The beautiful people: a Lizard Family gathering (Lizard Family Music)

The success of Dayton's Guided by Voices and the subsequent (and predictable) major label interest in the areas around Dayton and Columbus, Ohio will hopefully soon result in higher profiles for indies like LFM and close neighbours Skeptical Cat. Until it does happen though, the Lizard Family and their ilk will get on with what they do best: music recorded as it should be---in a garage. In this particular case, the music in question is two excellent songs from each of five excellent bands.

Label samplers can often be an unhealthy mish-mash of artists that sit uneasily as a whole, a common trait of compilations in general as a matter of fact. Happily though, Beautiful people lives up to its family gathering subtitle as all five of the bands obviously share some common US guitar pop lineage and, in fact, stretching the metaphor some, there's a touch of incest too with a couple of players flitting between bands. The five bands in question are Earwig, Preston Furman, Monster Zero, Ugly Stick and Bigfoot---"five of the Midwest's greatest bands" if label-meister Lizard McGee is to be believed. Best bands in the Midwest? What more could you ask for from a "flavour of the label" CD? Well, you could ask for intrigue, comedy, information and gold marker pen on the sleeve. All of which you would find here too. Hurray!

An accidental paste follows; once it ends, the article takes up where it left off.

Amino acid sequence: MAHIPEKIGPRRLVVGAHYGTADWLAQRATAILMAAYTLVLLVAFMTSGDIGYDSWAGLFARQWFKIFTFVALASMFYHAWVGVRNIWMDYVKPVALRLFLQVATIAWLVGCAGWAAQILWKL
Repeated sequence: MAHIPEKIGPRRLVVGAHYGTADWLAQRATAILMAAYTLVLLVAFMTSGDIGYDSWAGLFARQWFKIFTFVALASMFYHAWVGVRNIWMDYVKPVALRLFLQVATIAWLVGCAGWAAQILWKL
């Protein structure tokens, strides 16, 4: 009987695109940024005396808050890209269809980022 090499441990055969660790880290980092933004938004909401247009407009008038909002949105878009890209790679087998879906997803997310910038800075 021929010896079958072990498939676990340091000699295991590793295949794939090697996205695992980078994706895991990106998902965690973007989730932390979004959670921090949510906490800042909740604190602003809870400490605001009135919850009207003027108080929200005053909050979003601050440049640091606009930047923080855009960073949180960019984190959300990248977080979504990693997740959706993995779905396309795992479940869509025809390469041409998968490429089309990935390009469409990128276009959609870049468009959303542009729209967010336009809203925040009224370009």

Earwig are first up, their take on the noisy-pop genre puts them very much on a par with current radio favourites Placebo. Slightly more tuneful perhaps and not wearing the emotional baggage quite so openly, they still have a powerful punch and glorious fuzz.

Preston Furman and Monster Zero offer a couple of tracks apeice; Monster Zero on a bit of a Pixies-vocal tip, Preston Furman just rock out. Again, we're firmly planted in scratchy-speed-tune territory, but both bands manage to stay fresh. Both bands also feature on another LFM release, a split 7", with 4 more songs between them. Difficult to say, but I think the songs on the 7" shade it. Just.

Things slow down for the wonderfully-titled Ugly Stick. There's a country twang to HANK which comes as a welcome relief after the full-frontal assault of the first six songs, but with Hardly believe they show label solidarity and crank out a smashing beat-up up-beat pop song.

Last, Bigfoot play out with a more mellow version of the same. Featuring two members of Ugly Stick, it's perhaps no surprise that they have more in common with them than the other three bands. Cousins perhaps, when the others are brothers. Listening to them brought lots of other bands to the tip of my tongue, but not quite far enough that I could spit them out. I'd've liked Wait so patient to degenerate into feedback and shouting as it threatened to, but otherwise no cause for complaint.

Beautiful music by the beautiful people.

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